My posts are always long.
2: We have had trouble in the past collecting from Paypal, and many of the things written were also experienced directly by myself or by my company. Non-existent employees, voice mailboxes that went nowhere, and incorrect ballances were common.
When this was brought to the attention of the Minnesota attorney general, I was told by the attorney general's office that they were not licensed to do business in this state and have never been, however the state was in the process of suing Paypal again after doing the same for a number of undetermined times. I was given a URL that detailed the suits in progress and also the resoved suits This did not include any private suits that may or may not be in progress.
They do get a judgement against them here a couple times a year and don't seem to mind. They were fined a total of nearly $50,000 dollars alone by two separate civil actions by the state that I am aware of. Yet I suppose they consider these fines and 'minor legal issues' a cost of doing business. I would avoid using paypal if at all possible. If things go right, (and from the looks of it they usually do) then it's great, but when a problem arrises, they have one concern only, and that concern is their ass, not yours, mine, or anybody elses. Look up paypal on the internet and see just how many people are upset with them all over the country, there are web sites devoted to collecting paypal 'war stories'
Most banks and credit companies are accredited and recognized financial institutions, and are regulated like banks and credit unions. Paypal is not. In my opinion you'd be better off dealing with the mob. If an accredited banking institution defrauds a customer, then you can take them to court with assistance from your state's attorney generals office.
Since Paypal isn't a legal entity, (at least here in Minnesota) all you have is a civil tort at best, and a "he said she said" controversy against a bunch of voice mails, and try to take a voicemail to court. THey won't even both to listen to your case and dismiss it on the grounds that you should have known not to do business with someone you don't trust in the first place.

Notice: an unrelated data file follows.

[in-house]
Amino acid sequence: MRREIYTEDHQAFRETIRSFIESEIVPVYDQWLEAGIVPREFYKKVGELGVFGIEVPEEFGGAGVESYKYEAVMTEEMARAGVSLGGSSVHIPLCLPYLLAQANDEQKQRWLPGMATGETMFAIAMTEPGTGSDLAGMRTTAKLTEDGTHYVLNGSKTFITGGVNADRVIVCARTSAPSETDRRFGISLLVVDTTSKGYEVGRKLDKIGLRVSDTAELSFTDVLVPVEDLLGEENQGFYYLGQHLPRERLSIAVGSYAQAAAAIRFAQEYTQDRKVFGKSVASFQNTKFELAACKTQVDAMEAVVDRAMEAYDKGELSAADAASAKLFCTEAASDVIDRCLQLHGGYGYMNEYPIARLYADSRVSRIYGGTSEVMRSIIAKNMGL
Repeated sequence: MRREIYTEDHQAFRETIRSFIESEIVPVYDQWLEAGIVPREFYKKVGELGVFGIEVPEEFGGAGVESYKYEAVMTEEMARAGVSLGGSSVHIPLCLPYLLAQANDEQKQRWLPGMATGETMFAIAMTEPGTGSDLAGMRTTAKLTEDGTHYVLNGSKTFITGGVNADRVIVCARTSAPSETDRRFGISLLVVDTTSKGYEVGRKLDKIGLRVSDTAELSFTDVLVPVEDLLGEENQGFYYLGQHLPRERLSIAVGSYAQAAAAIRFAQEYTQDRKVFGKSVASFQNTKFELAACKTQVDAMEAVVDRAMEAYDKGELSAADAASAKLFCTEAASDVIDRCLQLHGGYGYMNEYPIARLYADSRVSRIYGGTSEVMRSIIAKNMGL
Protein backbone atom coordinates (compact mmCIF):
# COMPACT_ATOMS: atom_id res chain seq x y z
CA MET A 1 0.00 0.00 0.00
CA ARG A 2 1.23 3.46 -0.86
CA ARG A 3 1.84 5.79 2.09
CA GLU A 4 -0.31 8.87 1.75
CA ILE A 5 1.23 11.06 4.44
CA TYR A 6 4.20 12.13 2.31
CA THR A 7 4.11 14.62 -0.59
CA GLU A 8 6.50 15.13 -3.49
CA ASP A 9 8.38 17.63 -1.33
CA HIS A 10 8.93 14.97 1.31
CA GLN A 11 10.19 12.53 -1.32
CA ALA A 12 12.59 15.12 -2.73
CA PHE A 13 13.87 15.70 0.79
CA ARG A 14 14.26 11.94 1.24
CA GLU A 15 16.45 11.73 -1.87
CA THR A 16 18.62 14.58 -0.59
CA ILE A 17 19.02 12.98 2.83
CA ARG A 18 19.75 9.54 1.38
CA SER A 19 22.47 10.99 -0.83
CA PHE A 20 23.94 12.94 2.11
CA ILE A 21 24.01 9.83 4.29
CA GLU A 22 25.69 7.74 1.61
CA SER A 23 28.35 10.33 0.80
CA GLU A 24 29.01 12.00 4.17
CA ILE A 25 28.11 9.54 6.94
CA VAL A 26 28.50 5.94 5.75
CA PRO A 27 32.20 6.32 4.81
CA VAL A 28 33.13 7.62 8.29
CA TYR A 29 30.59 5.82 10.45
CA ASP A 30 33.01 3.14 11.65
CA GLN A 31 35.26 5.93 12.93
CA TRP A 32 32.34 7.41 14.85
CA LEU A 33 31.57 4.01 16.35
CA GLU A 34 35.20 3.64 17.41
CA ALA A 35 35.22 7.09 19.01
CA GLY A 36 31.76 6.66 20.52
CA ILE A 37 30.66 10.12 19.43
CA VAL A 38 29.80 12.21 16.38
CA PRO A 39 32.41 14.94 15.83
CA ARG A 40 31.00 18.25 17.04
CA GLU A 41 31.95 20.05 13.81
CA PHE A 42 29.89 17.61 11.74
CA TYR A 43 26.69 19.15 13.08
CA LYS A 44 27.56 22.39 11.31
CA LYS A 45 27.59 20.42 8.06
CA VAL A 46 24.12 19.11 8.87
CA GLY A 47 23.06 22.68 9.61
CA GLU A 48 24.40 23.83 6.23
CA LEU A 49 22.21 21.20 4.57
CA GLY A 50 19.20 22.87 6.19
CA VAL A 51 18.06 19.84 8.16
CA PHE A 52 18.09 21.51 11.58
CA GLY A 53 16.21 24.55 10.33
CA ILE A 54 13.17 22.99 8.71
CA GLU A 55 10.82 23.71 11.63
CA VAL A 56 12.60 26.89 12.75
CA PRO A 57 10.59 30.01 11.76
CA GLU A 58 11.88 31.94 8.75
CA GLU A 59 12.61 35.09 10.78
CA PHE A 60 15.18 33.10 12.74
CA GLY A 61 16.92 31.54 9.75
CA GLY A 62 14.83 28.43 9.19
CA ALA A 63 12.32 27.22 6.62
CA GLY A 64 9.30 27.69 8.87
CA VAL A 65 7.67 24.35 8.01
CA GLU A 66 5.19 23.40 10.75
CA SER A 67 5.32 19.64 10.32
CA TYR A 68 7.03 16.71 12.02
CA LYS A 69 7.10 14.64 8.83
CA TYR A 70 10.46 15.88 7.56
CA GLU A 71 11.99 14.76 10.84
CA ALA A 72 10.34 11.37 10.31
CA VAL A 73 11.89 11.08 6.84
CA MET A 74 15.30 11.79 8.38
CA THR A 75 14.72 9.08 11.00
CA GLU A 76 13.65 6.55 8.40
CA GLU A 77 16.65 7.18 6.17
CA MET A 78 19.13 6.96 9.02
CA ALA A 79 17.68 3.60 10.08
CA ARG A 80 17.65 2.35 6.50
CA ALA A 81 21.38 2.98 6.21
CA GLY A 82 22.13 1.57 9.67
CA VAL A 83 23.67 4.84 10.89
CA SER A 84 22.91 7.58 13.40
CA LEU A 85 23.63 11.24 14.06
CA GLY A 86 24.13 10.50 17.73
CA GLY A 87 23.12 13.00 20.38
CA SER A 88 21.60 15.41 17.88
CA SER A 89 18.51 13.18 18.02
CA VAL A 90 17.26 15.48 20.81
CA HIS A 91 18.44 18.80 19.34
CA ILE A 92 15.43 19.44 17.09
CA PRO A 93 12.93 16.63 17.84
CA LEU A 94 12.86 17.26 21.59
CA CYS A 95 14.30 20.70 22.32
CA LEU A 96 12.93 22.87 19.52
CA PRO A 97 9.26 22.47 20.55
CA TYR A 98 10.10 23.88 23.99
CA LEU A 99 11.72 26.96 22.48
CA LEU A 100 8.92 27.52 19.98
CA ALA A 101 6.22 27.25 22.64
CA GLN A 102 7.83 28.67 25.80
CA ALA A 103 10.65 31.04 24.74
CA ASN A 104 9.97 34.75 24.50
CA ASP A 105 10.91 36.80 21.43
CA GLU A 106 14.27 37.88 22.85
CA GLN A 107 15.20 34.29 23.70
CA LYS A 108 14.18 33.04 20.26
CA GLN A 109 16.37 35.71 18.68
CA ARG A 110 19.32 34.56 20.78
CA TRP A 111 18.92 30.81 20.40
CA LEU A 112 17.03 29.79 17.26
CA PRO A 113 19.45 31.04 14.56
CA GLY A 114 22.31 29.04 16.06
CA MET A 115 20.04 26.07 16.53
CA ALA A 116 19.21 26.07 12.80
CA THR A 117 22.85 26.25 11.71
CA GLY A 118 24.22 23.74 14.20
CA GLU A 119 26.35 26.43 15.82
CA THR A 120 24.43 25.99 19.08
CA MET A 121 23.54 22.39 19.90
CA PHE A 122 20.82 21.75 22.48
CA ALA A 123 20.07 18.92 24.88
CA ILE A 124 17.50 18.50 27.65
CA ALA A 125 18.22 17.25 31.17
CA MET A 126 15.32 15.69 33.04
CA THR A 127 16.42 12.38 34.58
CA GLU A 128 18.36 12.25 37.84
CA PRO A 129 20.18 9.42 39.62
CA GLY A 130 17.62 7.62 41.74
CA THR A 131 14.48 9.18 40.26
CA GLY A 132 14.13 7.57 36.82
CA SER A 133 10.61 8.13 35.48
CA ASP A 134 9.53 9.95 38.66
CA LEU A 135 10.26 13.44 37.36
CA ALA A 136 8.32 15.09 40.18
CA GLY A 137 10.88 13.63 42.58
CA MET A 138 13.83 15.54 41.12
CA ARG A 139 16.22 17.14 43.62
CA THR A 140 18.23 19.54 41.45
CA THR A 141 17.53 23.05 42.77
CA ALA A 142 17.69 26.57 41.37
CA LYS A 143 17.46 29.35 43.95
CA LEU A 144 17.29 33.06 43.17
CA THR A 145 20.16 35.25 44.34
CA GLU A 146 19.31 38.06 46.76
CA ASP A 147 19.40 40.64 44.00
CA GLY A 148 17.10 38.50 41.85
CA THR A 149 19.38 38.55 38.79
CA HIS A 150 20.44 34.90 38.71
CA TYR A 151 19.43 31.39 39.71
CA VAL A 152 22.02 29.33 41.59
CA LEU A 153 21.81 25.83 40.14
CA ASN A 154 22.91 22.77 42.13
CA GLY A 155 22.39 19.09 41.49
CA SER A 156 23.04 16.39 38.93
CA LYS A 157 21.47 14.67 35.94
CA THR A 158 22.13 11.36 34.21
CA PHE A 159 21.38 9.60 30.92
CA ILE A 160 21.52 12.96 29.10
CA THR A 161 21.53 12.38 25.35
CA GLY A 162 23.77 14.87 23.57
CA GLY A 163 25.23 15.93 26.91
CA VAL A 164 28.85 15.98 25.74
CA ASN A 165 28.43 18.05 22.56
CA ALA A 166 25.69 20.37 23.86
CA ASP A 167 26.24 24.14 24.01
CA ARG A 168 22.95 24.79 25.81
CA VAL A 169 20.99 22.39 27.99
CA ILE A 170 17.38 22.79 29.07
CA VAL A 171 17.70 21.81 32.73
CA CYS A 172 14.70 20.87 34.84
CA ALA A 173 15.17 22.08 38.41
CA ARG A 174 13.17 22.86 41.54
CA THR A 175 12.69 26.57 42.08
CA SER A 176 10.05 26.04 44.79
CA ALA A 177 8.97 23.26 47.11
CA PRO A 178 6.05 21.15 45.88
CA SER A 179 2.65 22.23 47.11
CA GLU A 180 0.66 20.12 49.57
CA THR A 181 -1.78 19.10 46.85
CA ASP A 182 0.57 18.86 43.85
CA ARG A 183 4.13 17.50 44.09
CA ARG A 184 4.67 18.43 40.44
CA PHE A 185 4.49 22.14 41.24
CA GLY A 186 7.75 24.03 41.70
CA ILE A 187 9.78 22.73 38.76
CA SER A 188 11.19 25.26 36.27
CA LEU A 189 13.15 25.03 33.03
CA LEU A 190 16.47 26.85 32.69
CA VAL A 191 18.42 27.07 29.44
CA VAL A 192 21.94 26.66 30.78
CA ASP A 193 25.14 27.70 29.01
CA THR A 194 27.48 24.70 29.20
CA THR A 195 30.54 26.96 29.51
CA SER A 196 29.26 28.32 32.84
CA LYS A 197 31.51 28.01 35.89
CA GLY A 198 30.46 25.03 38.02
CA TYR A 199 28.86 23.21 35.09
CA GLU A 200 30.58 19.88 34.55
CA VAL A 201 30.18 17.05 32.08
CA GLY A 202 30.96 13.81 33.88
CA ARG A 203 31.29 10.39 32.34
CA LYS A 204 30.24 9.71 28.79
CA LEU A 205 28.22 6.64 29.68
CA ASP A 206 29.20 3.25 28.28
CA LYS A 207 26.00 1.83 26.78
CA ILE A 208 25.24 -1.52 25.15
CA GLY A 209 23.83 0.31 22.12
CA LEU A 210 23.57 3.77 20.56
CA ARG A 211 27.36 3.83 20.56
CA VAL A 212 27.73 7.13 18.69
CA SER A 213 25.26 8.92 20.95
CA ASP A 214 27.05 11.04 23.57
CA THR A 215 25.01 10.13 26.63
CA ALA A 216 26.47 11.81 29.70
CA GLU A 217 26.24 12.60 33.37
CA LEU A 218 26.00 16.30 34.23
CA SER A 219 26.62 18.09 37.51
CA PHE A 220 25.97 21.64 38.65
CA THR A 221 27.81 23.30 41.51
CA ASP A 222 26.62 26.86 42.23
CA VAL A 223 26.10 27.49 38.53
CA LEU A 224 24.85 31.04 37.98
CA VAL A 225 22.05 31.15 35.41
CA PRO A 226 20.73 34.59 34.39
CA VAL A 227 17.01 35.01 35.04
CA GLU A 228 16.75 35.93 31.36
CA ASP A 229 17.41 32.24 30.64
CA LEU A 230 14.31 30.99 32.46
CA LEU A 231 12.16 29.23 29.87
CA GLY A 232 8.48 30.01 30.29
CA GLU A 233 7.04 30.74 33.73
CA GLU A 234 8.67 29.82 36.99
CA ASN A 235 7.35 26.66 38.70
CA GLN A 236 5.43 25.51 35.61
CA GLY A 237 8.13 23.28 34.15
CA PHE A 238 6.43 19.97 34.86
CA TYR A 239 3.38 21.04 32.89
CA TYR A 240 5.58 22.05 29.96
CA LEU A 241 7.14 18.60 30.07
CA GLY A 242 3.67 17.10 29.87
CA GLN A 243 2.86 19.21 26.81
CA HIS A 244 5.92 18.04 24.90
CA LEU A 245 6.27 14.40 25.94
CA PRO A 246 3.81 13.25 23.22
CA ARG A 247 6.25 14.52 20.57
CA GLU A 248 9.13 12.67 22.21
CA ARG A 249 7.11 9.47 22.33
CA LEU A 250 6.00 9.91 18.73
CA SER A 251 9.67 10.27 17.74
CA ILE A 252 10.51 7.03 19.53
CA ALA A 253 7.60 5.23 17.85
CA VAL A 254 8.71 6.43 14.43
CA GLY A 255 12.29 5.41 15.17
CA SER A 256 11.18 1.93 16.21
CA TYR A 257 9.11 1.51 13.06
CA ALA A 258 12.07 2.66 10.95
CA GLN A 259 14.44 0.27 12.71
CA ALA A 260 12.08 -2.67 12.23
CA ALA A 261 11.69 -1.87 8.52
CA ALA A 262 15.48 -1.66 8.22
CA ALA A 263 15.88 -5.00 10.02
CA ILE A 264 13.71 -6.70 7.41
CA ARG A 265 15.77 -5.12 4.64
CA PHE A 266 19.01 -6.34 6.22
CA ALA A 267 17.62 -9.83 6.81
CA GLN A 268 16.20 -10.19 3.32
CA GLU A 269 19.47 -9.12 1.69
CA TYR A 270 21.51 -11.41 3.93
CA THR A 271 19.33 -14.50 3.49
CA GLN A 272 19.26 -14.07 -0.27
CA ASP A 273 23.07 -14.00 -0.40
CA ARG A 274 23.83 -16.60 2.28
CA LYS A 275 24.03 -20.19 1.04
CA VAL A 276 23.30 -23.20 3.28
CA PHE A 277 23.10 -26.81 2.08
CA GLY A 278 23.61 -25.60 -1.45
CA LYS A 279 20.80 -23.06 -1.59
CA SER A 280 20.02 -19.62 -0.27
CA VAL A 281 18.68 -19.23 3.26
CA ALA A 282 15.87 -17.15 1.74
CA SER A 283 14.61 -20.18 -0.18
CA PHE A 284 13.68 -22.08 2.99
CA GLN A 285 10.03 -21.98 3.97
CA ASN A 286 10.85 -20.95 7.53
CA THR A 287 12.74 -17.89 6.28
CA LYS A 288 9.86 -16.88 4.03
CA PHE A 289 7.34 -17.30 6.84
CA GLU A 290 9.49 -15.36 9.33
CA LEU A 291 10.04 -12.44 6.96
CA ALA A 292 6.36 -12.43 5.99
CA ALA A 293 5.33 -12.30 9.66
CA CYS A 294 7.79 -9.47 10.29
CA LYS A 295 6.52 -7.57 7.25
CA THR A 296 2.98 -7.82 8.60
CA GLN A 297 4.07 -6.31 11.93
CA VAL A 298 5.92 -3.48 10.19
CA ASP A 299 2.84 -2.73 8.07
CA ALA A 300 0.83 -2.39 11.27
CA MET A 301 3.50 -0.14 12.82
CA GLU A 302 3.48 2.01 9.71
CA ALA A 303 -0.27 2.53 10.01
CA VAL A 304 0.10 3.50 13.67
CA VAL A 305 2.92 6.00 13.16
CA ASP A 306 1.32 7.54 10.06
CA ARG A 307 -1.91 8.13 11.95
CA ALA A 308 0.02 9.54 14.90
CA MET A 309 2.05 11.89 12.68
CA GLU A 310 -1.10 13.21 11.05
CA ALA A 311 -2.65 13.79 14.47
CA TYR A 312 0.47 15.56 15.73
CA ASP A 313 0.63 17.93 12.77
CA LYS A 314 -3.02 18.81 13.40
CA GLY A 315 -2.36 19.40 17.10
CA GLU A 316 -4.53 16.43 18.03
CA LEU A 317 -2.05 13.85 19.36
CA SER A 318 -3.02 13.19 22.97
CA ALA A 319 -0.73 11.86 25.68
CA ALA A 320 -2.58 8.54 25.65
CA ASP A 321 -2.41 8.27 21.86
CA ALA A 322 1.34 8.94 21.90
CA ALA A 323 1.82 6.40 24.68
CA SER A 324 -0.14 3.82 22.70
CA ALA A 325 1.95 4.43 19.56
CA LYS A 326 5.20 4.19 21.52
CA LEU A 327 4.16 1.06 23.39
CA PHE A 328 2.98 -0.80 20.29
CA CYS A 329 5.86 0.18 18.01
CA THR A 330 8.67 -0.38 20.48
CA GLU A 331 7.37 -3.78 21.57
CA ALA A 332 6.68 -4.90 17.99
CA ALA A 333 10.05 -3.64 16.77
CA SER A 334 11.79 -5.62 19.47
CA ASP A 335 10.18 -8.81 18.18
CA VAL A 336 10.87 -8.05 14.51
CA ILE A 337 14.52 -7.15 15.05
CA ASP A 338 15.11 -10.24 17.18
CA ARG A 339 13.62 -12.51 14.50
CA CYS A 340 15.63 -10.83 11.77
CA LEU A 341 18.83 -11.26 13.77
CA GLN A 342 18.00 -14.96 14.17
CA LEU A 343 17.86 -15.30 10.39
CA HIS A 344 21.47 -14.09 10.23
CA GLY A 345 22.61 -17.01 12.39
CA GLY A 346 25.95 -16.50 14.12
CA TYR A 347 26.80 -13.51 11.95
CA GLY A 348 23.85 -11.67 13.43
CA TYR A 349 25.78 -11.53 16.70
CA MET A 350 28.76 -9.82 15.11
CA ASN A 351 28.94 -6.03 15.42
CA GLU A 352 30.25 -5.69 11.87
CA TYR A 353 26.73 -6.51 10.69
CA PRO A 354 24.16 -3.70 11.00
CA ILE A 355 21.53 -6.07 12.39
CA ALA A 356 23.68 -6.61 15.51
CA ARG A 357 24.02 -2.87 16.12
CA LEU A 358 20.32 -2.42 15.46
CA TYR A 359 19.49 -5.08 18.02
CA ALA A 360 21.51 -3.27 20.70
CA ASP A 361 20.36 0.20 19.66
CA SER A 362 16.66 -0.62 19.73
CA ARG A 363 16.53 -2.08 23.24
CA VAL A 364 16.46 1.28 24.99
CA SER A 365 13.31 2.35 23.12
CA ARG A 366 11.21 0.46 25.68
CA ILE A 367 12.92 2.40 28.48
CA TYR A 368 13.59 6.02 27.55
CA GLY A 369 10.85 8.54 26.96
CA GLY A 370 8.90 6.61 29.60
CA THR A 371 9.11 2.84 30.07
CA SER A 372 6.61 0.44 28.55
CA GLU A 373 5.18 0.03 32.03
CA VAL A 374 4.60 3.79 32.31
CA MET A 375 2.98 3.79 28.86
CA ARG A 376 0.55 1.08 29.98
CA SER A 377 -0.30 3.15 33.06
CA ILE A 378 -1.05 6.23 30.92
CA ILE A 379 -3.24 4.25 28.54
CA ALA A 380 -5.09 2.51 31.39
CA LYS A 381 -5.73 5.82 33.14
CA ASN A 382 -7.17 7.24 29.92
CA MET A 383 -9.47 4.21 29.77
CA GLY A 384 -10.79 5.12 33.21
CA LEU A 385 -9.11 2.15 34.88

Personally, I'd leave another voice mail saying that if their computer doesn't pay up in a week, you'll cut the head off the next parking meter to show that your serious. (ok, that's probably a bit extreme and I don't actually recommend that).
but what I am serious about is you should deal based on the following principles:
1: Dont buy unless it's either not an expensive item or unless you personally know the seller, or at least know someone that can vouch for him.
2. Deal by credit card. Credit card protects the buyer, but not the seller.
3 Deal by cash or money order assuming you are also following rule #1.
4 If at all possible, inspect the merchandise carefully before you buy it. Just like you would before you buy a used car or a house. If you can't do that, consider using a local hobby store that both seller and buyer trusts as an escrow. Never use just any old internet escrow service. Half of them are frauds. There are a few that are legit and reliable that I've used, and felt that the extra 1.5 percent or so was worth the peace of mind. THere are a few people who have used an escrow service to attempt to exchange a damaged gyro for a known good one, saying that what I sent was junk. I ended up with a smashed something and they ended up with a new 401. Luckily I also had a video tape of the packaging through to the UPS pickup to prove that I sent was I was supposed to send. If there is an opportunity to con sombody, believe me, it's been done, and you've got to get rid of that 'trusting feeling' and protect yourself if you sell or buy long distance. THere are millions of people who have no concience at all when it comes to stuff of this type. I like to think that RR patrons are trustworthy, but if an item is more than a couple hundred, I'll cover all my bases.
As an example, a few years ago an individual from northern alabama was selliing a gas xcell. I had never heard of him, but the photos looked good. At the time I had competed against Dave Harkey one or twice, and been to at least one of his fun flies so I decided to call him. to see if he knew anything about it, and he said "Oh that one... I built it." I'ts as near perfect as you'll find and I just saw it a few days ago Looks great and flies great. Buy it"). Needless to say the transaction went very smoothly by money order. and I couldn't have been more satisfied. I think dave might rhave eminded me to get a life when I re-informed him that a trophy he won once in phoenix really should have gone to me, but that's another story that we'll jokingly take up at his fun fly next weekend. (I'm just kidding dave, the best man won that weekend) . I'll just admire my crappy little 2nd place plaque which by the way was MUCH easier to pack than a stupid trophy)